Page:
What comes between such giants and the white dwarfs? Witness the "planetary nebulae" that, like the famed Ring Nebula in Lyra (not far away from Hercules), are made of compressed shells of expanding gas illuminated by the ultraviolet light of extremely hot blue stars within them. The central stars are actually the old nuclear- burning cores of what were once giants, the shells the lost outer stellar envelopes. While none is visible to the naked eye, Hercules remarkably contains a naked-eye star that is in the process of MAKING a planetary nebula, 89 Herculis. An almost-sixth magnitude mid-temperature class F supergiant to the southeast of the Keystone, 89 is not only another semi-regular variable (by about a tenth of a magnitude with a 70 day "period"), but is almost surely a "protoplanetary nebula." Surrounded by a vast shell of its own making with an inner edge an astonishing 100 AU across, it is apparently in the last stages of mass loss. Slowly revealing its hot core, it represents what Rasalgethi and 30 Her may well become. And you can admire it without any optical aid at all.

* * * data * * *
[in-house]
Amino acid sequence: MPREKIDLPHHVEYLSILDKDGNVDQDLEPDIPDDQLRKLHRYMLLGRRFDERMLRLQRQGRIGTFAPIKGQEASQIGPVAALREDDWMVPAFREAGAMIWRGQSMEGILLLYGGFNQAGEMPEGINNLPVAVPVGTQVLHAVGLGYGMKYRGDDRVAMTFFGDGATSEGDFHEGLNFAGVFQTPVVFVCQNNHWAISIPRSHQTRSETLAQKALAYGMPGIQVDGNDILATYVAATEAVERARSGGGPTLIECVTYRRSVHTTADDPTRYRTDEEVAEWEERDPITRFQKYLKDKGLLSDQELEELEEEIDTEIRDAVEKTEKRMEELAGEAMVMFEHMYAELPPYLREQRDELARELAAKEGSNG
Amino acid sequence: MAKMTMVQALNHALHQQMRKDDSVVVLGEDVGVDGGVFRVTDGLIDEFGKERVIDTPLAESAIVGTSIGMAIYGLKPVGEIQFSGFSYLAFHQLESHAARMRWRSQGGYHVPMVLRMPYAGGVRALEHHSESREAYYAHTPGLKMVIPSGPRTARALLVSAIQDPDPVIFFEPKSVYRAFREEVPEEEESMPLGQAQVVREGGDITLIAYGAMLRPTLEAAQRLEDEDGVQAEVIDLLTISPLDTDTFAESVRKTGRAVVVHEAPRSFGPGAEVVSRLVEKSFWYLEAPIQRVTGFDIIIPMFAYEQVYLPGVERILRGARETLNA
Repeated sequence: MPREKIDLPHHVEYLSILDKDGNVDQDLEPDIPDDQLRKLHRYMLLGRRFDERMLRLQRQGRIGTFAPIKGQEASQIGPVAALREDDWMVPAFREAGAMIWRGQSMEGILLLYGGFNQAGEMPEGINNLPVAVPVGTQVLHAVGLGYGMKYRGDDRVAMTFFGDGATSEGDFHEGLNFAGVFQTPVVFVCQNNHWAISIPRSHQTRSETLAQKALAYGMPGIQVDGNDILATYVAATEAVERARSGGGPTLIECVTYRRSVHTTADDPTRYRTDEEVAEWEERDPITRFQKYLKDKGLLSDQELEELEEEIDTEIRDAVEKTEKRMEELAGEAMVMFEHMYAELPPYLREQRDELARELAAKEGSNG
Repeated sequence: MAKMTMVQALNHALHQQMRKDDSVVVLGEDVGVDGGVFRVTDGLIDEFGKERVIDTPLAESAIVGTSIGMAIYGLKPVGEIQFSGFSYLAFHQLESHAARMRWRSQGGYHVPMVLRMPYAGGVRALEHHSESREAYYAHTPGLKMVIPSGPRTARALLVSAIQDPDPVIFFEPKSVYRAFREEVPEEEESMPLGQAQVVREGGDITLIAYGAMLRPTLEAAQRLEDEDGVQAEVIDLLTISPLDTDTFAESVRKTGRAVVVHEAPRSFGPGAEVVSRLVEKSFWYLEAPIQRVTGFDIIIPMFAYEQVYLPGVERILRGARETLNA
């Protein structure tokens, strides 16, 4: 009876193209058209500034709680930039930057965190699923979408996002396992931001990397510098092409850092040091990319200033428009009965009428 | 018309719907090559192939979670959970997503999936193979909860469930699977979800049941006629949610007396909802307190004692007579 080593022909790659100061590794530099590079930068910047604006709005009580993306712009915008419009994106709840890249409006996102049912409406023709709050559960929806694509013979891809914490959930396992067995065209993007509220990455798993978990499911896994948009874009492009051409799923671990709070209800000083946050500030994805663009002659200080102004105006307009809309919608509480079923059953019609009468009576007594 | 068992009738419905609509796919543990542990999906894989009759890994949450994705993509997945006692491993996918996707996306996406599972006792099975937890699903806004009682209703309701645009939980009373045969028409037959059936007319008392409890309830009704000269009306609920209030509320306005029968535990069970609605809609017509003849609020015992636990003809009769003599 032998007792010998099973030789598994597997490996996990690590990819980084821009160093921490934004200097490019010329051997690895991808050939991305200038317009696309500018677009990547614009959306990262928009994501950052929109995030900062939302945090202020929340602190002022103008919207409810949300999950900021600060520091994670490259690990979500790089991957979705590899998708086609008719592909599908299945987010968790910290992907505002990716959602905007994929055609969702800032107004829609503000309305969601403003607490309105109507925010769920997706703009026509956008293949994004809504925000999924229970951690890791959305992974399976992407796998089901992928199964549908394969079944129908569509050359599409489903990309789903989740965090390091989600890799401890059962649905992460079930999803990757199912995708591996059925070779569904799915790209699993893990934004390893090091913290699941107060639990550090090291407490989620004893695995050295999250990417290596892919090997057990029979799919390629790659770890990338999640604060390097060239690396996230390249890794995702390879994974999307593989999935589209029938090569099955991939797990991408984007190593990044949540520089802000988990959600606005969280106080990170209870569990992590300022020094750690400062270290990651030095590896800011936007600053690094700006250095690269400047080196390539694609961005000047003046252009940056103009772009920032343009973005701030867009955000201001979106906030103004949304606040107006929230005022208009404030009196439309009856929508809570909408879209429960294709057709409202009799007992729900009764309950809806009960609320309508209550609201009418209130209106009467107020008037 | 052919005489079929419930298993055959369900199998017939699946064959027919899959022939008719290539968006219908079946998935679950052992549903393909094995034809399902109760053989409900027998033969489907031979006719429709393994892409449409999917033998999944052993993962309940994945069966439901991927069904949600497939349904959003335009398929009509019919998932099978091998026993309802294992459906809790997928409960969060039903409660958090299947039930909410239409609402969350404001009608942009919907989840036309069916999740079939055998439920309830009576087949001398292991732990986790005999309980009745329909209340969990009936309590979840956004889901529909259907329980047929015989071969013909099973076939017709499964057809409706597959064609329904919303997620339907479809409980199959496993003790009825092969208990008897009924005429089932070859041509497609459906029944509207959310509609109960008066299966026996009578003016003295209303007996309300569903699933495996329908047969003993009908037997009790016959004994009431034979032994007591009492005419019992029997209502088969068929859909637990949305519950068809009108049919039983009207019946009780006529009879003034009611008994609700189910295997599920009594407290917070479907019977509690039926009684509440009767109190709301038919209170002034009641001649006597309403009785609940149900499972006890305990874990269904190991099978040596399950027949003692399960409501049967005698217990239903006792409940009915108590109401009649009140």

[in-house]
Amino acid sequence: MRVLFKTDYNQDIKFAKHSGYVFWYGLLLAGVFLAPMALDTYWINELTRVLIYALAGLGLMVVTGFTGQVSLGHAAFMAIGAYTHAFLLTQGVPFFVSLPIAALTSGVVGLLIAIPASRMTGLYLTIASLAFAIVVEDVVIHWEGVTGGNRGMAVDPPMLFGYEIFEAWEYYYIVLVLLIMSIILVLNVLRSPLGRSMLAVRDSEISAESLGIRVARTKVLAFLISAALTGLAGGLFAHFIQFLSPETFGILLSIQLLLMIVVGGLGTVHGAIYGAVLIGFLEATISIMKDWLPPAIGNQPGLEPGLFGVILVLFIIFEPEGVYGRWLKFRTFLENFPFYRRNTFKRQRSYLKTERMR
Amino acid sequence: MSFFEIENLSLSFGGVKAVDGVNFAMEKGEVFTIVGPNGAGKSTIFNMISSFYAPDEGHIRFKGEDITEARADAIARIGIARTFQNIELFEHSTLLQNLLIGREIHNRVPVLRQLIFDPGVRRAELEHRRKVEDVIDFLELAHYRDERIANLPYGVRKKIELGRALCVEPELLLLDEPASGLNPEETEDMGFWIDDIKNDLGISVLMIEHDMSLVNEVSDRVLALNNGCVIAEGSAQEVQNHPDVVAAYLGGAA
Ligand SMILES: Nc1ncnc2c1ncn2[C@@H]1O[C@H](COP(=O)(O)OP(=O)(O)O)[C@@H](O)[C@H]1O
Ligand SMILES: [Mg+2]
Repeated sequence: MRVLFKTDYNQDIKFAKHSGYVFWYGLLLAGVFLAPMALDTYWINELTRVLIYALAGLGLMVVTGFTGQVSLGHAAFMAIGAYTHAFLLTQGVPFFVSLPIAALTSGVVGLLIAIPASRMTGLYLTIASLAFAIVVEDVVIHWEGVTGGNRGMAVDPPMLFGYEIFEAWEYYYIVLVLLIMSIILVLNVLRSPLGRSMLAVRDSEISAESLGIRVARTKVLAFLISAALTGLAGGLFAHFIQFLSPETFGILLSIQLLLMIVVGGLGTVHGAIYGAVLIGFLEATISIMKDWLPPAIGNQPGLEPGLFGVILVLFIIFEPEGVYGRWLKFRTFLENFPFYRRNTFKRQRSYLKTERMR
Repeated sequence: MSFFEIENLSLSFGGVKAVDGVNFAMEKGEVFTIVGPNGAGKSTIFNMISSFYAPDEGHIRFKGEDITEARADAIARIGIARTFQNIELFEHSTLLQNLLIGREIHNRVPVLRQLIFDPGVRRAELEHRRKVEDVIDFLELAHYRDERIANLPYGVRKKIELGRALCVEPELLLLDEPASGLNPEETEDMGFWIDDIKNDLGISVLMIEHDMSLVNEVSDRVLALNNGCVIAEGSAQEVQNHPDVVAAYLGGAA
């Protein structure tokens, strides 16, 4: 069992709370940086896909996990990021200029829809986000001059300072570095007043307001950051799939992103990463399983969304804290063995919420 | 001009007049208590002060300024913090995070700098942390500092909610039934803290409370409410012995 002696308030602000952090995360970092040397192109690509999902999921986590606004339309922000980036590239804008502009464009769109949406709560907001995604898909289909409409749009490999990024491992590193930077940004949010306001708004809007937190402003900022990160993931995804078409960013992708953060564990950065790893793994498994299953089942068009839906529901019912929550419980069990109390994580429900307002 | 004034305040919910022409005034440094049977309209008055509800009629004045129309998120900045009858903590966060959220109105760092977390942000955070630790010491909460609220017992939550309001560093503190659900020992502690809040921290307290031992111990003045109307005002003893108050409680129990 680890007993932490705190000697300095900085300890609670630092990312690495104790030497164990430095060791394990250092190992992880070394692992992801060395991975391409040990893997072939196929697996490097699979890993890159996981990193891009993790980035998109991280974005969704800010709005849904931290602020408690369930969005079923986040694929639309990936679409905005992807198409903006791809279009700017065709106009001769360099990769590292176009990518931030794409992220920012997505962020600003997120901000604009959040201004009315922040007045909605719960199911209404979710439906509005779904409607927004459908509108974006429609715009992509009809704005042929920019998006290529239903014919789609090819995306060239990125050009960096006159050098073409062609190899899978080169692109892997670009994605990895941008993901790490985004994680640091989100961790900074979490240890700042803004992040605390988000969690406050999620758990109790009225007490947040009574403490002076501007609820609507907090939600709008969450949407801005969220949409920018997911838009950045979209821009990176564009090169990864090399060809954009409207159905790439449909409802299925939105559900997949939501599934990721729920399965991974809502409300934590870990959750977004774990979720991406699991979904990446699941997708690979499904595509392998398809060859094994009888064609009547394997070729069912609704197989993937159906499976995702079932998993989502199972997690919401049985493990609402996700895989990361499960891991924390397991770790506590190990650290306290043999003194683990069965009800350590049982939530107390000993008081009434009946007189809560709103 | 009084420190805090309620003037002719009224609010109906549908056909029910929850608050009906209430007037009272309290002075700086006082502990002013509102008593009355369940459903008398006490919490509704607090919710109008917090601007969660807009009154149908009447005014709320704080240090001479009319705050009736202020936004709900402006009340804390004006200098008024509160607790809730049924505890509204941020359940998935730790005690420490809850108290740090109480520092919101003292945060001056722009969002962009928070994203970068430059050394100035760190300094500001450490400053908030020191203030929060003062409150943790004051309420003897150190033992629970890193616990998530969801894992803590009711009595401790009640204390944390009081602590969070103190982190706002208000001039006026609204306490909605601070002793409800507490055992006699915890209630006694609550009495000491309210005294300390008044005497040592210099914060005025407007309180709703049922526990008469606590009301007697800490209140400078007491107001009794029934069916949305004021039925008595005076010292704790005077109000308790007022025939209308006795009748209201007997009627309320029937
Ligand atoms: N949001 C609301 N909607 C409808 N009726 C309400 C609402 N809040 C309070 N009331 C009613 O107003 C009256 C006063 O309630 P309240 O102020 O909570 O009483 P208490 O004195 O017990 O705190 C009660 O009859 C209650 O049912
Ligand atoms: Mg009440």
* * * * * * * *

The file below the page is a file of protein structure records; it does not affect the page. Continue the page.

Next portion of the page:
The final step is the white dwarf, the fate of the Sun. Though Hercules is filled with these faint stars (they are everywhere), it does contain one truly grand example, one that gave lasting public fame to the constellation. In 1934, near where Hercules, Lyra, and Draco all join, blazed forth a "new star," a "nova" that reached just shy of first magnitude. Telescopic novae are common, while every couple decades one hits within the top ranks of bright stars. Nova Herculis 1934, which became know by the variable star name DQ Herculis, paved the way for the understanding of novae when the remnant star was discovered to be a close eclipsing binary with an amazingly short orbital period of 4.65 hours. This star, and all other novae, was thereby found to consist of a combination of a low-mass ordinary dwarf and a compact, dead white dwarf. The component stars of "pre-novae" are very close together, enough that the ordinary dwarf is so distorted by tides that it passes fresh hydrogen to the dense member. When the layer builds up enough pressure and heat, it explodes as a natural hydrogen bomb, and yet another nova blooms into the sky.